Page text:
An unlicensed minicab driver was convicted for plying for hire. Omar Gouaalla appeared at Westminster Magistrates’ Court on Wednesday 17 July 2013 and pleaded guilty to plying for hire as well as accepting a booking without holding a private hire operator licence.

Gouaalla was fined £200 for each offence, plus a victim surcharge. He was also ordered to pay £100 towards TfL’s costs. Quite a light fine, considering the a maximum fine is £7,000.

Gouaalla, was caught plying for hire by Transport for London’s (TfL) Taxi & Private Compliance team on 19 October last year at the junction of Wardour Street and Whitcomb Street. A TfL Compliance Officer saw Gouaalla assisting passengers into a licensed private hire vehicle. When Gouaalla was questioned by the Compliance Officer he admitted that he was unlicensed, the journey was not pre-booked and that he knew he should not have agreed to take the people. 

All very polite, considering the compliance officers have no power to stop/arrest and can only report. The driver seemed very obliging in an area where NSL wardens refuse to issue tickets to touts for fear of violent attacks.

Helen Chapman, temporary General Manager of Taxi & Private Hire said:
"We welcome the court’s decision which should act as a clear reminder that breaking the law will not be tolerated and can result in a criminal conviction. This conviction has come about thanks to the important work carried out by our Compliance Officers, who are out every night of the week to enhance the safety of the travelling public in London."

Not very reassuring considering this is the first ever conviction for illegally plying for hire that TfLTPH have managed to bring to court in over 13 years. Compliance teams may be out every night of the week but have only concerntrated on doing badge and bill checks on licensed Taxi drivers. Little or no effort has been put into discouraging private hire vehicles from illegally plying for hire. One £500 fine in 13 years is not much of a deterrent. Touts have more chance of winning the lottery than being done for illegally plying for hire.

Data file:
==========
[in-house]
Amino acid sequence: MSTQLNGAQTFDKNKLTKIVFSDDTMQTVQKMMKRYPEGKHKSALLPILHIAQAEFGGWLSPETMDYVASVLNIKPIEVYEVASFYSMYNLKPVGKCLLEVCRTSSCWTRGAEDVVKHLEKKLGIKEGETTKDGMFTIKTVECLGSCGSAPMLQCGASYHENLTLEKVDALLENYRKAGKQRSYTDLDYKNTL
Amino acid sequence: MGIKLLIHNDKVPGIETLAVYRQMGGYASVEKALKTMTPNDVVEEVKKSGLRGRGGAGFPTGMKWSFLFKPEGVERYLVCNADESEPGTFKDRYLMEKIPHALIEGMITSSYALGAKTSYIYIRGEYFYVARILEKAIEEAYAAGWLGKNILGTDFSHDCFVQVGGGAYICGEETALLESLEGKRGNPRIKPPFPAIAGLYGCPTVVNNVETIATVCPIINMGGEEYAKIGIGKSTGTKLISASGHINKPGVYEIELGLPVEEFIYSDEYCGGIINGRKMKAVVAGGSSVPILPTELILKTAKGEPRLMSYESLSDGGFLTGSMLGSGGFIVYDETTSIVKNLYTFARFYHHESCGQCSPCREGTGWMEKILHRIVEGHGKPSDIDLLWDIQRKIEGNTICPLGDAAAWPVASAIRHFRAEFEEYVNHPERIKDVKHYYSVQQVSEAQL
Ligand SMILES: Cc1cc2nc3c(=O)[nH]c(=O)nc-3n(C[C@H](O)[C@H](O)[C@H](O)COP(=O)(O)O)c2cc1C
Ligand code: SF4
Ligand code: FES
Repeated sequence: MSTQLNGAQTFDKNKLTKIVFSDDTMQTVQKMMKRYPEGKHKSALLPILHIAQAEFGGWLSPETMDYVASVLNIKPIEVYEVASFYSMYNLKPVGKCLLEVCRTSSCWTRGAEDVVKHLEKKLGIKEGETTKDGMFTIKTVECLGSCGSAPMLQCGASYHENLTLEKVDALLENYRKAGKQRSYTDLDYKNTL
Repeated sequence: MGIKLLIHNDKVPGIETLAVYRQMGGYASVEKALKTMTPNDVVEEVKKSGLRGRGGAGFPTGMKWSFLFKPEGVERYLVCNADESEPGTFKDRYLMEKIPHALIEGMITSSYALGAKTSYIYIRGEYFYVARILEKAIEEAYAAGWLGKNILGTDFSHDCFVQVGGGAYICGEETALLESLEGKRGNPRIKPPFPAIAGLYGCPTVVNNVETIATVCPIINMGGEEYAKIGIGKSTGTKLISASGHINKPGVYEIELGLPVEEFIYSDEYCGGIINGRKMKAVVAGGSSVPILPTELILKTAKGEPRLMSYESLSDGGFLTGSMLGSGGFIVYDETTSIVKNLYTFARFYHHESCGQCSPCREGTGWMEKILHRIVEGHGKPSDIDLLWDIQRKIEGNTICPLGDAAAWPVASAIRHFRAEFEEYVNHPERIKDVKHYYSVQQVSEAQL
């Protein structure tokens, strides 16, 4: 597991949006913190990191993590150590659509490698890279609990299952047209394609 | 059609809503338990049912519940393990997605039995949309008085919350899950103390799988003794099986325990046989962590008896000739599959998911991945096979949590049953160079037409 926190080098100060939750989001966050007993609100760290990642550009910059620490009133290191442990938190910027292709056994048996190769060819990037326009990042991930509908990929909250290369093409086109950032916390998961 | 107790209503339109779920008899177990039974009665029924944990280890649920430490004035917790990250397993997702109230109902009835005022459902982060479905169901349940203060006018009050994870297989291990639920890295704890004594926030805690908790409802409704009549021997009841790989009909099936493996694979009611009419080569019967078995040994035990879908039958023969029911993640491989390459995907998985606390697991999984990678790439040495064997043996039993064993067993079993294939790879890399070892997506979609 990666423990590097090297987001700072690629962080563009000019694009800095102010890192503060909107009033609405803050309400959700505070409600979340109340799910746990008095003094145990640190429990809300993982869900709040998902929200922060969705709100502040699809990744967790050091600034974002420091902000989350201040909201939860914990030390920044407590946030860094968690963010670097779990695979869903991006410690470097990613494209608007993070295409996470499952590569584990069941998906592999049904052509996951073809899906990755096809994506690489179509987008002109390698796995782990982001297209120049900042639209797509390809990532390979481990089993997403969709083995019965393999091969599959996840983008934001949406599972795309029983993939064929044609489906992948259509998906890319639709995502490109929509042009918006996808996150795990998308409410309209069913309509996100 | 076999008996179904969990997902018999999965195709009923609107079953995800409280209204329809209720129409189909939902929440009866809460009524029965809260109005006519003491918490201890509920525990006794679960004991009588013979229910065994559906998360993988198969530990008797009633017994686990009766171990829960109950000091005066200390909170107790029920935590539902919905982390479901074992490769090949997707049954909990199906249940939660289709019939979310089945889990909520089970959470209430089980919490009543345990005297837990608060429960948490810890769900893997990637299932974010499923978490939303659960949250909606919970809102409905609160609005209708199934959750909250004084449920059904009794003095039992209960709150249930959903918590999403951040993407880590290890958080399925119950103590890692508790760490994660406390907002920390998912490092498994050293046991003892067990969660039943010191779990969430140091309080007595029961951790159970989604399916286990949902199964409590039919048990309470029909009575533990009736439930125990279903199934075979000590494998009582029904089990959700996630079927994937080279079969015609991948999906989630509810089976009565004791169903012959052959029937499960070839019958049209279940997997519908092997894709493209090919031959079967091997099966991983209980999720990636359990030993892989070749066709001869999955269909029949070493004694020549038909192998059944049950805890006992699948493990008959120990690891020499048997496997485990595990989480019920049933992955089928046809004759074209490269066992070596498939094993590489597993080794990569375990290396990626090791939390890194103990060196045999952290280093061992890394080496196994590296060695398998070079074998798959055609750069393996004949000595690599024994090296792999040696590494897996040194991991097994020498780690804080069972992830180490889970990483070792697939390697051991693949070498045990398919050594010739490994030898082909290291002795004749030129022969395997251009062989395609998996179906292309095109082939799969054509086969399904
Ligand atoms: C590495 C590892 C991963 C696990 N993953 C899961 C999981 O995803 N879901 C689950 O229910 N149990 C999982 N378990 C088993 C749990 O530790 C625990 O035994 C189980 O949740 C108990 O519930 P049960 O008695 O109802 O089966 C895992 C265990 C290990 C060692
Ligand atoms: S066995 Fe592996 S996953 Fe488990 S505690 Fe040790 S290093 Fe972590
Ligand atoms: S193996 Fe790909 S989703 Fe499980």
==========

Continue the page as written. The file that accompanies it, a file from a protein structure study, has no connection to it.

You can see the evidence nightly at the junction of Regent and Swallow where Minicab touts are left in peace by local wardens and TfL compliance teams. Even being allowed to park in and block the bus lane.


I'm Spartacus said...

'We welcome the courts decision', the man pleaded guilty so they had no decision to make!

Compliance at LTPH keep telling us they can only act against people who are licensed. They have no powers of arrest so quite how did this man get charged?

As ever more questions than answers, still lets not be pessimistic, at a conviction once every 13 years then we should clear up the problem in about 14 centuries!!!!!

seapake said...

It is very sad when you receive replies such as this from someone representing such a grand institution as the Ministry of Iustice. It is a sad reflection of the country that we are becoming.
The offences of plying for hire and touting for hire may be similar but they are not the same and the latter has not replaced the former! The writer would do well to read Oddy v Budbugs particularly the quote by Mr Justice Pitchford "I do not consider, in the light of these authorities, that the terms "plying for hire" and "soliciting" are co-terminous"